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Seeking a new solution

are far greater than any possible benefits’.5 The Greek government equally maintained its position that ‘there is absolutely no possibility that Greek debt will be restructured’.6 Instead, Athens made calls for a much greater period of grace, limiting current liabilities to the payment of interest, while the full repayment of bonds held by the private sector would be made over many years. The discussions that took place concerning such proposals, according to Greek accounts, were not met with any interest in Brussels. The German news magazine Der Spiegel noted

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government continued to appear optimistic. It believed that the Greek problem was a small dimension of much deeper European and international concerns. Greece could ‘function as the starting point for transcending the crisis’.2 Hellenic analysis viewed developments after the European Council summit favourably; it had created the conditions ‘for the exchange of Greek bonds’. The Prime Minister made telephone calls to European officials and, ‘according to informed sources, the dead line for completion of the procedure concerning the private sector involvement had been set

in The European debt crisis
An obstacle race

9 Implementing the Memorandum: an obstacle race In 2010 the Greek government devoted itself to extending the repayment schedule of the first loan made under the terms of the first Memorandum. The Prime Minister put the matter ‘officially on the negotiating table’ at his meeting with the President of France in Paris in November of that year. This initiative was presented as a significant move. Under the circumstances prevailing at the time, it was rather self-evident that an extension would be granted. When creditors realise that they will soon be obliged to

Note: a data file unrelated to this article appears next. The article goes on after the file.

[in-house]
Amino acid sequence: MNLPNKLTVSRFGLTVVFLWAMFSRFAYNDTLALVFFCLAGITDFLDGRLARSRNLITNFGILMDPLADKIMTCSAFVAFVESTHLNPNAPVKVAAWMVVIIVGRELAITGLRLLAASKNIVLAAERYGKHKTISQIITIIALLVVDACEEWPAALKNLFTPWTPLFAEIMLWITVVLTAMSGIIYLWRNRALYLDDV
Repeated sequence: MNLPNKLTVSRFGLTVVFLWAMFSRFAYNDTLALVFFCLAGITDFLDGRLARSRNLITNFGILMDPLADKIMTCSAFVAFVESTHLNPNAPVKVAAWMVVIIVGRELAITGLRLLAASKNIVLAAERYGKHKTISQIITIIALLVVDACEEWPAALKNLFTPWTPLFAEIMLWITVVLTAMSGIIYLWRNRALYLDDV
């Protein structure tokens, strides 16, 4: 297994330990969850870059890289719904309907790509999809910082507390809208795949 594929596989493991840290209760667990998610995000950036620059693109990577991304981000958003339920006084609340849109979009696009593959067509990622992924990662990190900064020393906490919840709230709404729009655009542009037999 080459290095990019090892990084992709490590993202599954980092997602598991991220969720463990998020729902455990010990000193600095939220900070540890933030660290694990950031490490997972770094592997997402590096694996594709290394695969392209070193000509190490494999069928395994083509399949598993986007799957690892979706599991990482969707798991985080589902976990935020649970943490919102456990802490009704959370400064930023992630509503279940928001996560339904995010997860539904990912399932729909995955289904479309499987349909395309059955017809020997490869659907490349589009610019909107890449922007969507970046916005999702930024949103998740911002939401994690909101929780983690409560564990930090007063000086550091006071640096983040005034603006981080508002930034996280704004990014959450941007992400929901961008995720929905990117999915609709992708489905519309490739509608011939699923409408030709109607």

in The European debt crisis

as the agreement over a new agricultural policy and the completion of the European Constitution all contributed to Greece’s growing political capital. In March 2004 the new New Democracy government took charge of a country which was very different from that of its recent past, a country with potential and new infrastructure, ready to maintain its high levels of growth.1 It took charge of a country which still had 70% of the 3rd European Structural Fund Programmes for Greece at its disposal, the largest growth programme ever in the history of Greece. It had means

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4 Being in denial In the October 2009 elections PASOK secured a resounding victory over New Democracy.1 The result scuppered New Democracy’s plan for an expedient return to power. The result of these elections was instrumental in the ad­mission and revelation of the true scope of Greece’s financial woes. On 21 October the Minister of Finance informed the European Commission that at the end of 2009 the deficit would reach 12.5% of GDP, in excess of two times the figure claimed by the previous government (6%).2 Further revisions followed,3 till a figure for the